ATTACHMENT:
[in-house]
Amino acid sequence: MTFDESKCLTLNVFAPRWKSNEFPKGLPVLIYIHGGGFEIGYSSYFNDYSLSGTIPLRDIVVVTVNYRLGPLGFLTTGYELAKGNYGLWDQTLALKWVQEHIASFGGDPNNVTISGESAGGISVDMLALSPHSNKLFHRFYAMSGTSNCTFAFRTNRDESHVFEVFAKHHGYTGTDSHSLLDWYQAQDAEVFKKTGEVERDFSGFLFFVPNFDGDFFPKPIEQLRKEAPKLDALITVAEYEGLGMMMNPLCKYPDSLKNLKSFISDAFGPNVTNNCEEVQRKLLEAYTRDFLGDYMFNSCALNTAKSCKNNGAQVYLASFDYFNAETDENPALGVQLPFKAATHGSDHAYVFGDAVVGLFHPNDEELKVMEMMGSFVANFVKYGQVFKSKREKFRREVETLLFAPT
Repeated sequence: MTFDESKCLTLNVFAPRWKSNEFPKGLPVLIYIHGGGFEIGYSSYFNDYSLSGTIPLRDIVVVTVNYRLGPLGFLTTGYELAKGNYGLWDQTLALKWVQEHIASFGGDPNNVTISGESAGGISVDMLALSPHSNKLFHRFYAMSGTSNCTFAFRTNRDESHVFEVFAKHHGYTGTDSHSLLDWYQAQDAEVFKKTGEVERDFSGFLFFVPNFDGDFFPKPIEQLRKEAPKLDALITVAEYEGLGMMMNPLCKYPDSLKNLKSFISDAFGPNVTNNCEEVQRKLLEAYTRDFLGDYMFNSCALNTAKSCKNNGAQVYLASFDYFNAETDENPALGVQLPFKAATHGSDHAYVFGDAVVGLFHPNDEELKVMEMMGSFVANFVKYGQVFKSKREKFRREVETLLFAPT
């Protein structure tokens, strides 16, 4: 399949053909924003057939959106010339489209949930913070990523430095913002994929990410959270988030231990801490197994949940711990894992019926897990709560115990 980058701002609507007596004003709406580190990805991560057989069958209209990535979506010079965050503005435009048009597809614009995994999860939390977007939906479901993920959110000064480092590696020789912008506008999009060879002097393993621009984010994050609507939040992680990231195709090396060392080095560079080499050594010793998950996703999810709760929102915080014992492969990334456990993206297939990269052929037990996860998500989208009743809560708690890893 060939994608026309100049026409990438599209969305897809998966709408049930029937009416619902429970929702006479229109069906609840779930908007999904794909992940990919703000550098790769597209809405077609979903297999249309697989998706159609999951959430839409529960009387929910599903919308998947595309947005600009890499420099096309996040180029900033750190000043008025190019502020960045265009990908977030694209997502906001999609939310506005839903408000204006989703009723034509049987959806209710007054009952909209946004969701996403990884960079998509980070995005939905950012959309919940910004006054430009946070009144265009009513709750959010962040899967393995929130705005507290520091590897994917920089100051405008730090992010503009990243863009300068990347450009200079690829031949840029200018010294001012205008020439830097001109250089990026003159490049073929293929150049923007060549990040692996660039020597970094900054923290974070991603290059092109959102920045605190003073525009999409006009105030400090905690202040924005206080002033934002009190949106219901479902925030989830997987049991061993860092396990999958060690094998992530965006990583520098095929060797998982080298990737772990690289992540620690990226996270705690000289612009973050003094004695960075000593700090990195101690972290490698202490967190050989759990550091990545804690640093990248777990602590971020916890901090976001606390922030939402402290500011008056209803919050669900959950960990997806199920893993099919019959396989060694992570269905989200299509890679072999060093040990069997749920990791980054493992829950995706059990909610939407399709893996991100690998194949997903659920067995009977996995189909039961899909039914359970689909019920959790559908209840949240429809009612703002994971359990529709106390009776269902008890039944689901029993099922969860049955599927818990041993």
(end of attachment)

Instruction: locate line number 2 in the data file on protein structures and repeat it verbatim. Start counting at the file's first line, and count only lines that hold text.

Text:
Amino acid sequence: MTFDESKCLTLNVFAPRWKSNEFPKGLPVLIYIHGGGFEIGYSSYFNDYSLSGTIPLRDIVVVTVNYRLGPLGFLTTGYELAKGNYGLWDQTLALKWVQEHIASFGGDPNNVTISGESAGGISVDMLALSPHSNKLFHRFYAMSGTSNCTFAFRTNRDESHVFEVFAKHHGYTGTDSHSLLDWYQAQDAEVFKKTGEVERDFSGFLFFVPNFDGDFFPKPIEQLRKEAPKLDALITVAEYEGLGMMMNPLCKYPDSLKNLKSFISDAFGPNVTNNCEEVQRKLLEAYTRDFLGDYMFNSCALNTAKSCKNNGAQVYLASFDYFNAETDENPALGVQLPFKAATHGSDHAYVFGDAVVGLFHPNDEELKVMEMMGSFVANFVKYGQVFKSKREKFRREVETLLFAPT